I love it that the Christian God is a Trinity of Persons - 3 divine persons.

I love it that Jesus chose a variety of persons - and as we heard in today’s gospel - he sent the 11 into the world to proclaim he Good News to all.


Painting on top: The Conversion of St. Paul on the Road to Damasascus, 1601. It can be found in the church of Santa Maria Del Popolo, Rome.

[1] Cf. Paul Tournier, The Person Reborn, Harper and Row, Publishers, Translated by Edwin Hudson, 1966; Jack Mezirow and Associates, Fostering Critical Reflection in Adulthood, A Guide to Transformative and Emancipatory Learning, Jossey-Bas Publishers, San Francisco, Oxford, 1990

[2] We find autobiography and biography of Paul in 2 Corinthians 11 to 13: 10; 1 Corinthians 9: 1-27; Acts of the Apostles 9: 1-22; and in lots of other places in the New Testament

[3] Cf. Pastoral Constitution on the Church in the Modern World, Gaudium et Spes, Chapter 4, 41. Catechism of the Catholic Church, Part 3, Article 6, Moral Conscience.

Wednesday, January 25, 2012


Quote for Today - January 25, 2013

"Concealed grudges are dangerous in friendships."


Tuesday, January 24, 2012



The title of my homily is, “Keep Calm! The Example of St. Francis De Sales.”

Today, January 24, is the feast of St. Francis de Sales [1567-1622].


A priest I used to talk to for Spiritual Direction while in our major seminary, Father Freddy Prenatt, liked St. Francis de Sales.

He stressed the virtue and practice of “Keep calm!” He liked to say that St. Francis de Sales stressed “Con calme!” - doing life with calmness. “Con calme!” He would add that St. Francis de Sales stressed, “Omnia suave”. Translation: “All things sweetly!” “Do all things sweetly.”

I could end right there. That’s a good sermon idea: work on keeping calm. Work on doing all things sweetly. Nice and easy!


I aim for two pages - 14 pica - in these homilies for weekday masses - so let me flesh this out a tiny bit more?

Is keeping calm - being calm - a virtue? Is it something one can work on? Are some people more calm and some people more volatile - simply by nature. Can you watch a child and see a whole life?

Someone with passion is valuable at times. Someone who is calm is valuable at times.

Does the person who is calm - better too calm - need a little more passion in their life? Doesn’t Yeats - William Butler Yeats- in his poem, The Second Coming say something about all this - when we writes about the world falling apart - because the center cannot hold? Then he says, “The best lack all conviction, while the worst / Are full of passionate intensity.”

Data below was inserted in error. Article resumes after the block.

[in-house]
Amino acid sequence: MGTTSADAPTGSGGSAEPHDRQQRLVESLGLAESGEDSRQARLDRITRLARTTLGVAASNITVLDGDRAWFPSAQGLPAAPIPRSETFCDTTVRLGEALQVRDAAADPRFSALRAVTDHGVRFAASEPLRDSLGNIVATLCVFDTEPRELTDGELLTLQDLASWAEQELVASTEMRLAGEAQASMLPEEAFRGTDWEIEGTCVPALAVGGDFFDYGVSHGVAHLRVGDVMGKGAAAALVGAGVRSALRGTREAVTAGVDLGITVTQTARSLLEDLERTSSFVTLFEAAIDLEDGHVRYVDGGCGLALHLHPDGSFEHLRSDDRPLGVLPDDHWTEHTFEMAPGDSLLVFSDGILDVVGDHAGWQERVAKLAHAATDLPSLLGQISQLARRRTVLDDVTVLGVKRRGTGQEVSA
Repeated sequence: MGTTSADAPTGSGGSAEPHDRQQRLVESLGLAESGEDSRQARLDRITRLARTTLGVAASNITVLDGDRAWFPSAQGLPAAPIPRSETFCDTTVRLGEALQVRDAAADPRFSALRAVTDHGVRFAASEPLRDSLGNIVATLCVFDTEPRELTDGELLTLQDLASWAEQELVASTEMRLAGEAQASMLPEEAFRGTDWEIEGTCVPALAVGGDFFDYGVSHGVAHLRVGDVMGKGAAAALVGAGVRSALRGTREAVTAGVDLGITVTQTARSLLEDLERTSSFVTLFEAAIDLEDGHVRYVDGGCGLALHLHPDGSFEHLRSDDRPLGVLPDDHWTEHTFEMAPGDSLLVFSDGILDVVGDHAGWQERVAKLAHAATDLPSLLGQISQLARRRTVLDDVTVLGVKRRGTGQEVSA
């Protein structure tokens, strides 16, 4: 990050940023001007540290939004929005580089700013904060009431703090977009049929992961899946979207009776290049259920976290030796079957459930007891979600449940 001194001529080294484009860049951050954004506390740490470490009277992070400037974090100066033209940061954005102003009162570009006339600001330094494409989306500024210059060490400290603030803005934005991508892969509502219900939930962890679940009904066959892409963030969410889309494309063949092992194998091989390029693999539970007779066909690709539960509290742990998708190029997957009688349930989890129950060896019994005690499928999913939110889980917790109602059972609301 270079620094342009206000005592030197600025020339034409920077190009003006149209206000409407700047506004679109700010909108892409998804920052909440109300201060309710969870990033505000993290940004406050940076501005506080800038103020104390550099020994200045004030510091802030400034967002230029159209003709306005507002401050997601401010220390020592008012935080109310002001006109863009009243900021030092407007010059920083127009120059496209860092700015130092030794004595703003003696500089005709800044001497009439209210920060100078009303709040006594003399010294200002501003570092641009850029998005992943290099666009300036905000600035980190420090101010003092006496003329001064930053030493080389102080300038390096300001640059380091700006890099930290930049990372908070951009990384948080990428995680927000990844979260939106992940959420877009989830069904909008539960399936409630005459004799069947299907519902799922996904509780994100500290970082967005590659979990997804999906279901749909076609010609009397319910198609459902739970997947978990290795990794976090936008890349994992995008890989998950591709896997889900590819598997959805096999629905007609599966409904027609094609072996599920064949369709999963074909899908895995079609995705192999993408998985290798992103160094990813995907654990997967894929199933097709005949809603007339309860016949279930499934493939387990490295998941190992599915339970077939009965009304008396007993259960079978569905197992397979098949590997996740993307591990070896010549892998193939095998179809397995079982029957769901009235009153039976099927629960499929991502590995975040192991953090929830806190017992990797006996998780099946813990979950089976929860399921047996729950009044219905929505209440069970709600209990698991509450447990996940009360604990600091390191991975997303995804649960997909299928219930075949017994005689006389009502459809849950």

I read a bit last night about St. Francis de Sales.

It was interesting to read that this man who pushed for keeping calm - and doing all things sweetly - had a fierce temper - and had big struggles with anger. He admitted that it took him 20 years to overcome his temper.

This surprised people - but it seems that his solution was to zip his mouth - step back - hold off a responses - let things sit - give things time. If one does that, one can learn patience.

He got to know St. Vincent de Paul who said that he never met a kinder main in his life.

Is it where we are in the birth order - what are parents are like - that makes us what we’re like and become. He was the oldest of 12. He had a very definite - a very strong father. His father had big plans for him - including the woman he was to marry. His father got very angry with him when he announced he was going to go for the priesthood.

Was that the reason St. Alphonsus liked his writings - because he too was the oldest in his family - and his father was furious with his decision to stop being a lawyer to become a priest?

Both he and Alphonsus went through a serious depression. For Francis it was the fear of dying and going to hell. For Alphonsus it was that at times - he could be scrupulous - but it was also the loss of a big law case.


That’s enough. This morning I’m suggesting that we look at the issue of keeping calm - taking one’s time - building one’s life - not on fear - but on the love of God. I noticed that Alphonsus spotted that in Francis de Sales writings - and both said to build one’s life on just that - loving and being loved - God and each other.


Quote for Today - January  24,  2012

"The drones make more noise and are in a greater hurry than the bees, but they do no make the honey."

St. Francis de Sales [1567-1622] Introduction to the Devout Life, Part III, Chapter 10.

Monday, January 23, 2012


[The following is a reflection for our St. Mary's High School Right to Life Mass - before we headed on buses to Washington D.C. The readings were the readings of the day - January 23, 2012 - 3rd Monday in Ordinary Time.]

What does it mean to have a right to life attitude?

It means to pinch oneself every once and a while - and realize I’m here in this place in this time - enjoying the gift of breath and life - on sunny days, grey days, high energy days and slowly moving - I’m dead tired days.

What does it mean to have a right to life attitude?

It means to realize I am made in the image and likeness of God - and this means to be a creator - and a lover - a friend - and a servant.

What does it mean to have a right to life attitude?

It means the last sentence in today’s First Reading fits each of us more and more - by the grace of God - and because we buy the grace of God: “David grew steadily more powerful for the Lord of Hosts was with him.”

What does it mean to have a right to life attitude?

It means that the Psalm Response for today’s liturgy is part of our outlook and our inner look, “My faithfulness and mercy shall be with him or her” - because we’re trying to walk hand in Hand with the Lord.